Accelerated Molecular Dynamics Methods

The molecular dynamics (MD) simulation technique, in which the classical equations of motion are integrated for a system of atoms, is commonly used in chemistry, physics, and materials science. However, for processes occurring on time scales longer than about one microsecond, direct MD is computationally unfeasible. If the dynamics are characterized by "infrequent events," in which the system makes an occasional transition from one potential basin to another, rate constants can be determined from transition state theory, without ever performing dynamics, provided that the relevant pathways and saddle points can be found. However, the events that occur in real systems are often complicated and cannot be predicted in advance. How to accurately model these systems, where the events are not known in advance and occur on time scales inaccessible to MD, has been a long-standing problem. In this research, we are developing new methods for treating systems like this.

The key concept underpinning the accelerated molecular dynamics methods is, in a phrase, that trajectories are smarter than we are. While previous approaches for reaching long time scales have involved applying physical or chemical intuition to specify the states the system might evolve to, in fact the system often does something unexpected, something outside our intuition. A way around this problem is to simply let the trajectory find the escape path for us. Each of the three accelerated dynamics methods described here is built on this foundation.

For example, in the "hyperdynamics" approach [1,2], one constructs a bias potential that raises the energy within the potential basins. Evolving dynamically on this biased potential surface, the system makes transitions from state to state with the correct relative probabilities, but at an accelerated rate. Time is no longer an independent variable, but is instead estimated statistically as the simulation evolves, ultimately converging on the correct result with vanishing relative error. In simulations on metal systems using embedded-atom interatomic potentials, we have shown the simulation time can be extended into the microsecond range with no advanced knowledge of the transitions the system will make.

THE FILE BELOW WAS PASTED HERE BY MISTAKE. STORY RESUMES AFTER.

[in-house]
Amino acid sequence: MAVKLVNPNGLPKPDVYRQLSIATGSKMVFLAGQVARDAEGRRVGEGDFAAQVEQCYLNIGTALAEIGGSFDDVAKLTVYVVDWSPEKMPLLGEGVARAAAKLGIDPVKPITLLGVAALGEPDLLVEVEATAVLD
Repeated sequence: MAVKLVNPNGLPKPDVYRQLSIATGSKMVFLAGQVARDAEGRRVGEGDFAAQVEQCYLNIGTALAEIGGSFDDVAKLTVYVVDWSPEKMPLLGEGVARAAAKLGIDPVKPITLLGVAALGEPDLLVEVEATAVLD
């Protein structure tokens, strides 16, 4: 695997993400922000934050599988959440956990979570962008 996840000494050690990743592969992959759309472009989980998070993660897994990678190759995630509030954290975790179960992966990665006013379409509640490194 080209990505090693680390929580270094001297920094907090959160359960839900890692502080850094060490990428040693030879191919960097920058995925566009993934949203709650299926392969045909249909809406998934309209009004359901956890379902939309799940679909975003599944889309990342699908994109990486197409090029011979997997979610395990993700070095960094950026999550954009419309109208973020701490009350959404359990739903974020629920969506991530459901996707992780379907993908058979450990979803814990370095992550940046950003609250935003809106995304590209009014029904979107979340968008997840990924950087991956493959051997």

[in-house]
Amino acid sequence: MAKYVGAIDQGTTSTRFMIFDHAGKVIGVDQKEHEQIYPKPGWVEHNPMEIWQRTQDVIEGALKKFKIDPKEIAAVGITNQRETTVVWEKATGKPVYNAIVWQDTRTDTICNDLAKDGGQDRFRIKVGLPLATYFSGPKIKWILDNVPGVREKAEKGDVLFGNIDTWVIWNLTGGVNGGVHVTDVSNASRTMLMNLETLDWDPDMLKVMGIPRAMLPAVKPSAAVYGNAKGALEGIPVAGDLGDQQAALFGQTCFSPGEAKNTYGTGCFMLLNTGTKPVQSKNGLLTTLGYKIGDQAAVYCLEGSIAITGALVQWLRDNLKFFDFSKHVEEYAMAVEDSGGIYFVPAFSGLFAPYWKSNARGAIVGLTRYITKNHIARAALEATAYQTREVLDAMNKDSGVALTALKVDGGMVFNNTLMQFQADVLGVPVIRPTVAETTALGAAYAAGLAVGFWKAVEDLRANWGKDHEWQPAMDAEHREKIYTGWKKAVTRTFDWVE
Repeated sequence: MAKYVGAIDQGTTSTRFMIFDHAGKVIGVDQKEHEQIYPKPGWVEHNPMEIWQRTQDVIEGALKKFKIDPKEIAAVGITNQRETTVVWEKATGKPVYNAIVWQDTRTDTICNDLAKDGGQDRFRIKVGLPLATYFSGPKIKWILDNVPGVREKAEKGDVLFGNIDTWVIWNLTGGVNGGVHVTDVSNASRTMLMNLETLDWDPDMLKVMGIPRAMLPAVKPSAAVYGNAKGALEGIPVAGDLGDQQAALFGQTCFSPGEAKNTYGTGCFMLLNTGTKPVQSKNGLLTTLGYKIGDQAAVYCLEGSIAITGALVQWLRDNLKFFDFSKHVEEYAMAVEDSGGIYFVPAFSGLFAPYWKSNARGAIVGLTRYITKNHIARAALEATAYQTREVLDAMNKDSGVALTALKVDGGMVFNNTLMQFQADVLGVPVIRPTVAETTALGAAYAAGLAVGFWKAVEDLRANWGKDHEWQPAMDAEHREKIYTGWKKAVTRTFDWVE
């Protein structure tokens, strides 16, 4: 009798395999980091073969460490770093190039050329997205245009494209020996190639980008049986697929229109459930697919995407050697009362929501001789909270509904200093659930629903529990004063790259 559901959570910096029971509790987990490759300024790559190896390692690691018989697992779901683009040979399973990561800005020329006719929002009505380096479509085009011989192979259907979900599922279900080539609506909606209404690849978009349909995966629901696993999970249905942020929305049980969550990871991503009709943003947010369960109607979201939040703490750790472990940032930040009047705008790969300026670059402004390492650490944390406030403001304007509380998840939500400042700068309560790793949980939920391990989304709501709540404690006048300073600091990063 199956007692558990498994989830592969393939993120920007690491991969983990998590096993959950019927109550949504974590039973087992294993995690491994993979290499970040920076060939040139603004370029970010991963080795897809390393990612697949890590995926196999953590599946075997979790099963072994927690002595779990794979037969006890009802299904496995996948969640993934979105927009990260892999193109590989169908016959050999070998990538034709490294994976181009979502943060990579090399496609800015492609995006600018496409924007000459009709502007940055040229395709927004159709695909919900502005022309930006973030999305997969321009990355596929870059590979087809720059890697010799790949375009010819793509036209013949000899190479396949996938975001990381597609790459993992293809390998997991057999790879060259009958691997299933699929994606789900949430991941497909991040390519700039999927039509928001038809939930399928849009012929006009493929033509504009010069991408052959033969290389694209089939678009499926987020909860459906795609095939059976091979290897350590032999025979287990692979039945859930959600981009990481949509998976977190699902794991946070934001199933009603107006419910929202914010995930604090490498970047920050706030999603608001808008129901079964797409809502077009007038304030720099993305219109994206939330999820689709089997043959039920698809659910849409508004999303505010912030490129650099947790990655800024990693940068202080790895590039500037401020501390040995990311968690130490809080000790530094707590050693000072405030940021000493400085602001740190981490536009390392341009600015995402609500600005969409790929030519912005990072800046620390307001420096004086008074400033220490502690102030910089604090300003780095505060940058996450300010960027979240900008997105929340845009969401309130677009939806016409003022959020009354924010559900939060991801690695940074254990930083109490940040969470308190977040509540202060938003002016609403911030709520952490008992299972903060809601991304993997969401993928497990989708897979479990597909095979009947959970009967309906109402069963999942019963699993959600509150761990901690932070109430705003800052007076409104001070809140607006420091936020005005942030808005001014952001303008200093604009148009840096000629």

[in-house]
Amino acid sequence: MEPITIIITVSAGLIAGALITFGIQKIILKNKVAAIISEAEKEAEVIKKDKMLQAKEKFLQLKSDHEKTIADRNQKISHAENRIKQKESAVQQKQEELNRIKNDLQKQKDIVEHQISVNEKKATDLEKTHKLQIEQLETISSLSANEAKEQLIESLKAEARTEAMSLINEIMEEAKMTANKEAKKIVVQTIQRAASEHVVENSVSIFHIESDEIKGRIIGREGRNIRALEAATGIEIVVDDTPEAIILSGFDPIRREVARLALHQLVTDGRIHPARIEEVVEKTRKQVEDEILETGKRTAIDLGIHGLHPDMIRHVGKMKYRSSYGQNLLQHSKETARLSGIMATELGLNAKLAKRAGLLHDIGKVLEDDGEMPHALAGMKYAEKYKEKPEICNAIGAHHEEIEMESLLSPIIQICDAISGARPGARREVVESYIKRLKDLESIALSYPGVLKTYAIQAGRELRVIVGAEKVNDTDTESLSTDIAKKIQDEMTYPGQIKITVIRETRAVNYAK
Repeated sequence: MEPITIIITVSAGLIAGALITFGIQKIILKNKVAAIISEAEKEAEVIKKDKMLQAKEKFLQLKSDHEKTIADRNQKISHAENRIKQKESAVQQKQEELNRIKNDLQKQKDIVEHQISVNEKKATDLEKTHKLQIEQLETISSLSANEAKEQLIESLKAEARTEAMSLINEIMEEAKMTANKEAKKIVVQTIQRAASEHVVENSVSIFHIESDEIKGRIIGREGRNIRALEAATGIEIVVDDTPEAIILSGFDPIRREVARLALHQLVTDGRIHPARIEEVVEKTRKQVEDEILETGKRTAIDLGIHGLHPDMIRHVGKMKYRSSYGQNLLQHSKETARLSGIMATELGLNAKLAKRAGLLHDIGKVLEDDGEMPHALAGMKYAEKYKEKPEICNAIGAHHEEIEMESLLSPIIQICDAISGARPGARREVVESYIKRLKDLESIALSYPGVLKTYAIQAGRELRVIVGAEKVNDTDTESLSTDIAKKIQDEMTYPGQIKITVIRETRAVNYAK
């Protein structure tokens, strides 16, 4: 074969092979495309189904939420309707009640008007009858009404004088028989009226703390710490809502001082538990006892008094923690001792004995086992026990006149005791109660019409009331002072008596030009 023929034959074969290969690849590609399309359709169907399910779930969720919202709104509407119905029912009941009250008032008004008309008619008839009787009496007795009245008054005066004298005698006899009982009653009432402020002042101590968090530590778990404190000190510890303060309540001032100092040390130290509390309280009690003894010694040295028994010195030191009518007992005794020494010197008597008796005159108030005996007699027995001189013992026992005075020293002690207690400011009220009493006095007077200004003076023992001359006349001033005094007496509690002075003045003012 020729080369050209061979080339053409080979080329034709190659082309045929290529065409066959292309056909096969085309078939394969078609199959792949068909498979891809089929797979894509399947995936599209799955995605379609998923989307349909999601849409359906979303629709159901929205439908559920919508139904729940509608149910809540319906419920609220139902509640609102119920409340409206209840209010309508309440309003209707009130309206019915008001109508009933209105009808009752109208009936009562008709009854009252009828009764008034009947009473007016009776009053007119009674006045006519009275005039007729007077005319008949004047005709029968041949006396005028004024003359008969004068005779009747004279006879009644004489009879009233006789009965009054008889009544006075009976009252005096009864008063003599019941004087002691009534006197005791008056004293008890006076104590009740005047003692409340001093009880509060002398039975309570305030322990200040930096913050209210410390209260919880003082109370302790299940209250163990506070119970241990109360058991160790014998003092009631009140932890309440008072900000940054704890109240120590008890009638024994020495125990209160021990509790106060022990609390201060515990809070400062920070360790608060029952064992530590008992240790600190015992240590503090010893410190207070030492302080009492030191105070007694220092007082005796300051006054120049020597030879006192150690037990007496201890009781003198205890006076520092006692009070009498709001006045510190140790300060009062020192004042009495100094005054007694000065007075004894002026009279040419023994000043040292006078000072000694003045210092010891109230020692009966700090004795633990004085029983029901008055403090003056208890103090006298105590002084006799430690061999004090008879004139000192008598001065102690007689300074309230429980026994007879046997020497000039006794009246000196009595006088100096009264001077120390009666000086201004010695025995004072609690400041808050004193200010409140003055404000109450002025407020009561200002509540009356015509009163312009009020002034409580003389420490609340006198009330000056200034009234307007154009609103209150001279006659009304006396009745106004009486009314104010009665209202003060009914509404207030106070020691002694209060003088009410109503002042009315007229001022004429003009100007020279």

In "parallel replica dynamics" (ParRep)[3], the power of parallel computing is harnessed to extend the MD time scale, rather than the length scale. The ParRep algorithm is surprisingly simple, efficiently parallel, and gives rigorously correct dynamical evolution from state to state in an infrequent-event system. It is also extremely general -- any dynamical process with detectible events and exponentially distributed first-escape times from each "state" can be parallelized with this method. A recent mathematical development by Le Bris et al[4] has shown that the ParRep method is even more general than we originally thought.

The temperature-accelerated dynamics (TAD) method [5] is designed to be easier to implement than hyperdynamics (no bias potential is required) at the cost of an additional approximation: harmonic transition state theory. By evolving the system at high temperature, transitions occur more rapidly, but not necessarily in the correct order. The TAD procedure filters out all the incorrect events, retaining the correct transitions and their transition times at the desired temperature.

To learn more about these methods, see one of our review articles, [6] , [7], [8] , or [9], or one of the links on the main page.

[1] "A Method for Accelerating the Molecular Dynamics Simulation of Infrequent Events," A.F. Voter, J. Chem. Phys. 106, 4665 (1997).

[2] "Hyperdynamics: Accelerated Molecular Dynamics of Infrequent Events," A.F. Voter, Phys. Rev. Lett., 78, 3908 (1997).

[3] "Parallel Replica Method for Dynamics of Infrequent Events," A.F. Voter, Phys. Rev. B, 57, 13985 (1998).

[4] "A mathematical formalization of the parallel replica dynamics," C. Le Bris, T. Lelievre, M. Luskin, D. Perez, Monte Carlo Methods and Applications, 18, 119 (2012).

[5] "Temperature-Accelerated Dynamics for Simulation of Infrequent Events," M.R. Sørensen and A.F. Voter, J. Chem. Phys. 112 9599 (2000).

[6] "Extending the Time Scale in Atomistic Simulation of Materials," A.F. Voter, F. Montalenti and T.C. Germann, Annu. Rev. Mater. Res., 32, 321 (2002). PDF file

[7] "Accelerated Molecular Dynamics Methods," B.P. Uberuaga and A.F. Voter, in Radiation Effects in Solids, edited by K.E. Sickafus, E.A. Kotomin and B.P. Uberuaga (Springer, NATO Publishing Unit, Dordrecht, The Netherlands, 2006) pp. 25-43.

[8] "Accelerated Molecular Dynamics Methods: Introduction and Recent Developments," D. Perez, B.P. Uberuaga, Y. Shim, J.G. Amar, and A.F. Voter, Annual Reports in Comp. Chem. 5, 79 (2009).

[9] "The Parallel Replica Dynamics Method - Coming of Age," D. Perez, B.P. Uberuaga, and A.F. Voter, Comp. Mater. Sci. 100, 90 (2015).

This work is primarily supported by DOE/BES (Department of Energy/Office of Science/Office of Basic Energy Sciences/Materials Sciences and Engineering Division), by the Los Alamos Laboratory Directed Research and Development program, by DOE/ASCR and by DOE/SciDAC.

Last updated 5-March-2013
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